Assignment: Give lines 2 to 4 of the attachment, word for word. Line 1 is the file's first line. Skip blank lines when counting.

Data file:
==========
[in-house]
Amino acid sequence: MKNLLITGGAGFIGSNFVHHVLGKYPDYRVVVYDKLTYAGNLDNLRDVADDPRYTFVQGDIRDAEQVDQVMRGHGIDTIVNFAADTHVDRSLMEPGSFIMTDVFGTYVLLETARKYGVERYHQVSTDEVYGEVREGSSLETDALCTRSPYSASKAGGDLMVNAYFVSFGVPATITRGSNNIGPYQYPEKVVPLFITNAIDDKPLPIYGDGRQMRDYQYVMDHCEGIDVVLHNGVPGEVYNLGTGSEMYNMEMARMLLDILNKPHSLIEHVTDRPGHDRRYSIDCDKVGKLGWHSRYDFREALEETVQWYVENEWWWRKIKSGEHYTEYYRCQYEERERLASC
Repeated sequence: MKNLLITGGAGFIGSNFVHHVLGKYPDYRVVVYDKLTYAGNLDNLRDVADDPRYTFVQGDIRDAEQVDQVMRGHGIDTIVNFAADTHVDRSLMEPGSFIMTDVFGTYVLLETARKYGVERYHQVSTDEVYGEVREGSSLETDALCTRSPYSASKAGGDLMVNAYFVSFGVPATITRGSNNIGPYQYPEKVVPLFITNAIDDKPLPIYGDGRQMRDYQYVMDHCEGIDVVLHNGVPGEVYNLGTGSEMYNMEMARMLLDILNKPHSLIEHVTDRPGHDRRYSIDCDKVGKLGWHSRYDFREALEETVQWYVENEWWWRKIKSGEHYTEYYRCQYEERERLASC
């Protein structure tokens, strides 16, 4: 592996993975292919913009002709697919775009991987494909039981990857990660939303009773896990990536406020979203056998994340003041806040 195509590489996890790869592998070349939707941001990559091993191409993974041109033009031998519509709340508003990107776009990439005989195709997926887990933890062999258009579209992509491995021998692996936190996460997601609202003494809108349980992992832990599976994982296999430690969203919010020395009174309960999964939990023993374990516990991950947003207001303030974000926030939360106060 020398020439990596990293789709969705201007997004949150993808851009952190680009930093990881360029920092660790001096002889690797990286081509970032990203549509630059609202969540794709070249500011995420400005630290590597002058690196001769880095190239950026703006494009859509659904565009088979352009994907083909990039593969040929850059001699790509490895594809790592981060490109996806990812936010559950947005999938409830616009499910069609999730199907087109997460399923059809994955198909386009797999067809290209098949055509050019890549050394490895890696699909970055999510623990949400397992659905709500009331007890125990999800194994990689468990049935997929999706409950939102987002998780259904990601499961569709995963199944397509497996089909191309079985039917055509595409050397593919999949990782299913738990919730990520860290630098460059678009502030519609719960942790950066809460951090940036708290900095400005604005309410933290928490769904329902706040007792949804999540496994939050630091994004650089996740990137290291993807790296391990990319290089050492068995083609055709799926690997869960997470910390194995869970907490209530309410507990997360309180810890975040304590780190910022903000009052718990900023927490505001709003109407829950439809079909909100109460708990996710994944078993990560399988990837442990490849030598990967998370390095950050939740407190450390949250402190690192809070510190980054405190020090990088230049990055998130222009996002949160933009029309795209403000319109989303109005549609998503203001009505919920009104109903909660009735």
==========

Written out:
Amino acid sequence: MKNLLITGGAGFIGSNFVHHVLGKYPDYRVVVYDKLTYAGNLDNLRDVADDPRYTFVQGDIRDAEQVDQVMRGHGIDTIVNFAADTHVDRSLMEPGSFIMTDVFGTYVLLETARKYGVERYHQVSTDEVYGEVREGSSLETDALCTRSPYSASKAGGDLMVNAYFVSFGVPATITRGSNNIGPYQYPEKVVPLFITNAIDDKPLPIYGDGRQMRDYQYVMDHCEGIDVVLHNGVPGEVYNLGTGSEMYNMEMARMLLDILNKPHSLIEHVTDRPGHDRRYSIDCDKVGKLGWHSRYDFREALEETVQWYVENEWWWRKIKSGEHYTEYYRCQYEERERLASC
Repeated sequence: MKNLLITGGAGFIGSNFVHHVLGKYPDYRVVVYDKLTYAGNLDNLRDVADDPRYTFVQGDIRDAEQVDQVMRGHGIDTIVNFAADTHVDRSLMEPGSFIMTDVFGTYVLLETARKYGVERYHQVSTDEVYGEVREGSSLETDALCTRSPYSASKAGGDLMVNAYFVSFGVPATITRGSNNIGPYQYPEKVVPLFITNAIDDKPLPIYGDGRQMRDYQYVMDHCEGIDVVLHNGVPGEVYNLGTGSEMYNMEMARMLLDILNKPHSLIEHVTDRPGHDRRYSIDCDKVGKLGWHSRYDFREALEETVQWYVENEWWWRKIKSGEHYTEYYRCQYEERERLASC
């Protein structure tokens, strides 16, 4: 592996993975292919913009002709697919775009991987494909039981990857990660939303009773896990990536406020979203056998994340003041806040 195509590489996890790869592998070349939707941001990559091993191409993974041109033009031998519509709340508003990107776009990439005989195709997926887990933890062999258009579209992509491995021998692996936190996460997601609202003494809108349980992992832990599976994982296999430690969203919010020395009174309960999964939990023993374990516990991950947003207001303030974000926030939360106060 020398020439990596990293789709969705201007997004949150993808851009952190680009930093990881360029920092660790001096002889690797990286081509970032990203549509630059609202969540794709070249500011995420400005630290590597002058690196001769880095190239950026703006494009859509659904565009088979352009994907083909990039593969040929850059001699790509490895594809790592981060490109996806990812936010559950947005999938409830616009499910069609999730199907087109997460399923059809994955198909386009797999067809290209098949055509050019890549050394490895890696699909970055999510623990949400397992659905709500009331007890125990999800194994990689468990049935997929999706409950939102987002998780259904990601499961569709995963199944397509497996089909191309079985039917055509595409050397593919999949990782299913738990919730990520860290630098460059678009502030519609719960942790950066809460951090940036708290900095400005604005309410933290928490769904329902706040007792949804999540496994939050630091994004650089996740990137290291993807790296391990990319290089050492068995083609055709799926690997869960997470910390194995869970907490209530309410507990997360309180810890975040304590780190910022903000009052718990900023927490505001709003109407829950439809079909909100109460708990996710994944078993990560399988990837442990490849030598990967998370390095950050939740407190450390949250402190690192809070510190980054405190020090990088230049990055998130222009996002949160933009029309795209403000319109989303109005549609998503203001009505919920009104109903909660009735």